Students learn a great deal about respect inside the classroom walls. Not only do they notice how their teachers and classmates treat them, but they also carry expectations for how they should act in return. Mutual respect in the classroom is a noble goal in theory, but hard to achieve sometimes because of people’s varied personalities and motivations. Without this mutual respect, learning becomes much more difficult.
Building healthy human relationships requires really good communication skills. To master the skill of communication students must figure out not only what to say but also how long they should talk. Speaking too much raises suspicion in many settings whereas speaking too little leaves the listener confused and needing more. Finding the right balance here holds the key to forging short and long-term relationships based on trust.
Respect is something all students want. The question is how to get it. Students are told that if they hold themselves in high regard, people will want to be around them. They are also told that respect comes from doing things for others. Though the path towards respect is different for people, all agree that it is a worthwhile pursuit and leads to greater self-awareness and self-efficacy.
The ability to work in a team is touted by teachers, employers and coaches as an indispensable skill. Alone, people can accomplish great things but when people work as a team the potential for success skyrockets. Students know this in theory but when it comes to accepting the reality of working with others who have different styles and motivations, all of a sudden teamwork feels like a heavy burden.
We experience life with other people. This is true in our families, schools and workplaces. We are taught the importance of being individuals and being responsible for our own actions, yet many of our life experiences involve others and our successes and failures are determined by how well we are able to work with other people.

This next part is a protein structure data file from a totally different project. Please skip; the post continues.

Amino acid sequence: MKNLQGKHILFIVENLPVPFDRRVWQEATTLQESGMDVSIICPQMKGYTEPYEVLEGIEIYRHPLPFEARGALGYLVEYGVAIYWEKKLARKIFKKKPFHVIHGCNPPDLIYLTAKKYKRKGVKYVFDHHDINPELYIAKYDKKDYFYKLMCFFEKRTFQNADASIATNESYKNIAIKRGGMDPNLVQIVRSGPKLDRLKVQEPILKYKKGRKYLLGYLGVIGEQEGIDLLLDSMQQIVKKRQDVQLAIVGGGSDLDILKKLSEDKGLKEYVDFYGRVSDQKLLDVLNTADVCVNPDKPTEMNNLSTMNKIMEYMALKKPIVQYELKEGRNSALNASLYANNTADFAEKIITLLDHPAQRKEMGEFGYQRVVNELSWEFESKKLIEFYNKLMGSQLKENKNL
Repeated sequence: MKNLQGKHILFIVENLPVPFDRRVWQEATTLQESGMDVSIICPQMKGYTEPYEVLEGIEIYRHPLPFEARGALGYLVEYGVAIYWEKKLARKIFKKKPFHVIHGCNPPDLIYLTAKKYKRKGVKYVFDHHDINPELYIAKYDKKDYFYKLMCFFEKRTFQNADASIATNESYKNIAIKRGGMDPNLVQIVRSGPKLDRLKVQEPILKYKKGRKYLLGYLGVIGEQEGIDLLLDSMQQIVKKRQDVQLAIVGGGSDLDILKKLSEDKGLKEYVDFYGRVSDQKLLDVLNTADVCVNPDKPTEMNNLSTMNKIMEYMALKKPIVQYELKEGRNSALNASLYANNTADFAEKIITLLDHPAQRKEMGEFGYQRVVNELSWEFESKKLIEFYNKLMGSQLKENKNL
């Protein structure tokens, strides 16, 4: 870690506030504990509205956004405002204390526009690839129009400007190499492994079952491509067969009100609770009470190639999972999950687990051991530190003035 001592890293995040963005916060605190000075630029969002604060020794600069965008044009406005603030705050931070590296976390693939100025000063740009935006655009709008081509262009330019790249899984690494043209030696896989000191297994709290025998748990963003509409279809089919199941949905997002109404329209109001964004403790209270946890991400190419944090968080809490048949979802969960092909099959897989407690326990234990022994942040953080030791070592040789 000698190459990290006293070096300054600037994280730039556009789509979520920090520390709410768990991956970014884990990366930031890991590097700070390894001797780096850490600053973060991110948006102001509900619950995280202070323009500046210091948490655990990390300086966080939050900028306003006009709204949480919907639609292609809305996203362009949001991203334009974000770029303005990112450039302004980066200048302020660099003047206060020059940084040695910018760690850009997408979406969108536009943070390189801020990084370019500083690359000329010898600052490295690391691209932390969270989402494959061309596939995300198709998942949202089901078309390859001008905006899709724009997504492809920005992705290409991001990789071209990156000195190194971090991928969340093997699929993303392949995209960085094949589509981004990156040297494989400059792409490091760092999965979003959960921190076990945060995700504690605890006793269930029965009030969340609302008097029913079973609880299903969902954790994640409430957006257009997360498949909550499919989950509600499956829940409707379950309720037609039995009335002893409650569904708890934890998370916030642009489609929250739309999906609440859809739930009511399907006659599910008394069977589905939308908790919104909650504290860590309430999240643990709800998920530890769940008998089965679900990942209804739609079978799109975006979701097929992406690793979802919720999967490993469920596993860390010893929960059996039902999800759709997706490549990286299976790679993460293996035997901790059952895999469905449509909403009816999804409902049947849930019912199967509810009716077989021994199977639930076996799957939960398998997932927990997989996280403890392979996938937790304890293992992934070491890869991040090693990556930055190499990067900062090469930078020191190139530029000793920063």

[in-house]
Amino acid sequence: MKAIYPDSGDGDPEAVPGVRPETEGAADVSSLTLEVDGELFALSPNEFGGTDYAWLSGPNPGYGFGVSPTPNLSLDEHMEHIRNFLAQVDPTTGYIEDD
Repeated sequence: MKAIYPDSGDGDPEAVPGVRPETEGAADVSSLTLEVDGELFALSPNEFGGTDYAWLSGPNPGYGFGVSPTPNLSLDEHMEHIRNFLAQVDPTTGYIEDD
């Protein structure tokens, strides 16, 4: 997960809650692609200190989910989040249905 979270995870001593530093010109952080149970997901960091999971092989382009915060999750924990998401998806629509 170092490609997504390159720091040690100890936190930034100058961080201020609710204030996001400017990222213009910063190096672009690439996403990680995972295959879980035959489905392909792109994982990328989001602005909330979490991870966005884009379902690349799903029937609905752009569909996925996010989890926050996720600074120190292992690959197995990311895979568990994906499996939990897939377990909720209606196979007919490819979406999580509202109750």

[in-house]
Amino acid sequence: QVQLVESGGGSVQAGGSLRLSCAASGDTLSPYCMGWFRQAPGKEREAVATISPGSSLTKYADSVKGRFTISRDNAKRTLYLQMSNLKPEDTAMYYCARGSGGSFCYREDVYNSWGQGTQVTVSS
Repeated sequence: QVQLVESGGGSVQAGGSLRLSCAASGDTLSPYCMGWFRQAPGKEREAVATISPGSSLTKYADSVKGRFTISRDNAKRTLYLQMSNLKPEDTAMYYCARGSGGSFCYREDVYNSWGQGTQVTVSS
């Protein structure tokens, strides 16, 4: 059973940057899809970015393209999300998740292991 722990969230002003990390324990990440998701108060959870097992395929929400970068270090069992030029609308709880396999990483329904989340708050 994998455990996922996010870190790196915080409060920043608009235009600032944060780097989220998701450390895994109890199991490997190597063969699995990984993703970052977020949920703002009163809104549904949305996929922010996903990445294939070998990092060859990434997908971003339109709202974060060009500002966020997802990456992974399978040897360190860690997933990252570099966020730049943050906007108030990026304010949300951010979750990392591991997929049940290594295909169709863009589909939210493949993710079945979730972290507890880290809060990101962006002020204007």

Sacrifice requires that we do things today that don’t have immediate benefits for ourselves; but help others instead. Students have generous hearts but, for the most part, are focused on their own successes and sometimes resist the moral obligation to sacrifice for others.
Every student knows a little something about enemies and conflict. They don’t get along with everybody and these inevitable conflicts force them to make choices about how to treat other people. These choices have real consequences as they impact their capacities to build and sustain friendships.
When students interact with others, they have lots of moral decisions to make. It’s hard for them to decide exactly how to treat other people, especially strangers, since many times they don’t have much information to go on and so they must rely on their intuitive judgements and best guesses. How they decide to act reflects deeply upon their characters.
Students know what it feels like to be hurt. When they are hurt, they have choices to make about how to treat the people who hurt them. These choices give them opportunities to demonstrate empathy and respect for others and to preserve relationships, or break them off. Forgiveness is a moral choice which strikes at the heart of ethical decision-making.
Cooperation is not a foreign concept for students. They are told at all stages of life that it is important to cooperate with others. It is also the case that they are expected to be self-reliant and not afraid to accept the hard work that comes with doing things alone.